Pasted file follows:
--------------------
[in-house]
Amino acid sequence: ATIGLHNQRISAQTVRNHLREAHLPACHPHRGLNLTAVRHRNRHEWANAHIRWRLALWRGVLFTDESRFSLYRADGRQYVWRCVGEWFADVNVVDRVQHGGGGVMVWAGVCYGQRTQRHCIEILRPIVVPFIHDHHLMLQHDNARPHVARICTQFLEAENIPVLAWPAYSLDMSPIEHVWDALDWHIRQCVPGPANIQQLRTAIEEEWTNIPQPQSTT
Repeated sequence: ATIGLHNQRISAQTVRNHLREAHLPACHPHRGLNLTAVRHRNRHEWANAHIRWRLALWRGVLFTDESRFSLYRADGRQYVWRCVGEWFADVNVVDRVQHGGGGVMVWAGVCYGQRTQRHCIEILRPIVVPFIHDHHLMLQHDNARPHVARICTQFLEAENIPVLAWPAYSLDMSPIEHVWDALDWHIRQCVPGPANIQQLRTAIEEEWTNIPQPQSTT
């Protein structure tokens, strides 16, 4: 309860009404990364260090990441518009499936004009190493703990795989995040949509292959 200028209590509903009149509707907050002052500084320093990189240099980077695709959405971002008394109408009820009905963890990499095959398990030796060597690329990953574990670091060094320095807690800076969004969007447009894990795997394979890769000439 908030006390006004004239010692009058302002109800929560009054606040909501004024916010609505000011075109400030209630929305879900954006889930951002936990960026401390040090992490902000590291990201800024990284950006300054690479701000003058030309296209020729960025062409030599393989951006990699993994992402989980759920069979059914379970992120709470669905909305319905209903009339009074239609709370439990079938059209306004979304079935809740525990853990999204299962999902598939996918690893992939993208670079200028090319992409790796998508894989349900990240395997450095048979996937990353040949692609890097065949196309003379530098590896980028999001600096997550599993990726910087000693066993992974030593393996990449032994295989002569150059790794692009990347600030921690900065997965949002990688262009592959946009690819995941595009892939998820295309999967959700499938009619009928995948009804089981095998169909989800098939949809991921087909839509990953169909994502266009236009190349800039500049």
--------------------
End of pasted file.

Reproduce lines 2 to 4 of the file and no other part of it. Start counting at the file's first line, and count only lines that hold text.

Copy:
Amino acid sequence: ATIGLHNQRISAQTVRNHLREAHLPACHPHRGLNLTAVRHRNRHEWANAHIRWRLALWRGVLFTDESRFSLYRADGRQYVWRCVGEWFADVNVVDRVQHGGGGVMVWAGVCYGQRTQRHCIEILRPIVVPFIHDHHLMLQHDNARPHVARICTQFLEAENIPVLAWPAYSLDMSPIEHVWDALDWHIRQCVPGPANIQQLRTAIEEEWTNIPQPQSTT
Repeated sequence: ATIGLHNQRISAQTVRNHLREAHLPACHPHRGLNLTAVRHRNRHEWANAHIRWRLALWRGVLFTDESRFSLYRADGRQYVWRCVGEWFADVNVVDRVQHGGGGVMVWAGVCYGQRTQRHCIEILRPIVVPFIHDHHLMLQHDNARPHVARICTQFLEAENIPVLAWPAYSLDMSPIEHVWDALDWHIRQCVPGPANIQQLRTAIEEEWTNIPQPQSTT
């Protein structure tokens, strides 16, 4: 309860009404990364260090990441518009499936004009190493703990795989995040949509292959 200028209590509903009149509707907050002052500084320093990189240099980077695709959405971002008394109408009820009905963890990499095959398990030796060597690329990953574990670091060094320095807690800076969004969007447009894990795997394979890769000439 908030006390006004004239010692009058302002109800929560009054606040909501004024916010609505000011075109400030209630929305879900954006889930951002936990960026401390040090992490902000590291990201800024990284950006300054690479701000003058030309296209020729960025062409030599393989951006990699993994992402989980759920069979059914379970992120709470669905909305319905209903009339009074239609709370439990079938059209306004979304079935809740525990853990999204299962999902598939996918690893992939993208670079200028090319992409790796998508894989349900990240395997450095048979996937990353040949692609890097065949196309003379530098590896980028999001600096997550599993990726910087000693066993992974030593393996990449032994295989002569150059790794692009990347600030921690900065997965949002990688262009592959946009690819995941595009892939998820295309999967959700499938009619009928995948009804089981095998169909989800098939949809991921087909839509990953169909994502266009236009190349800039500049």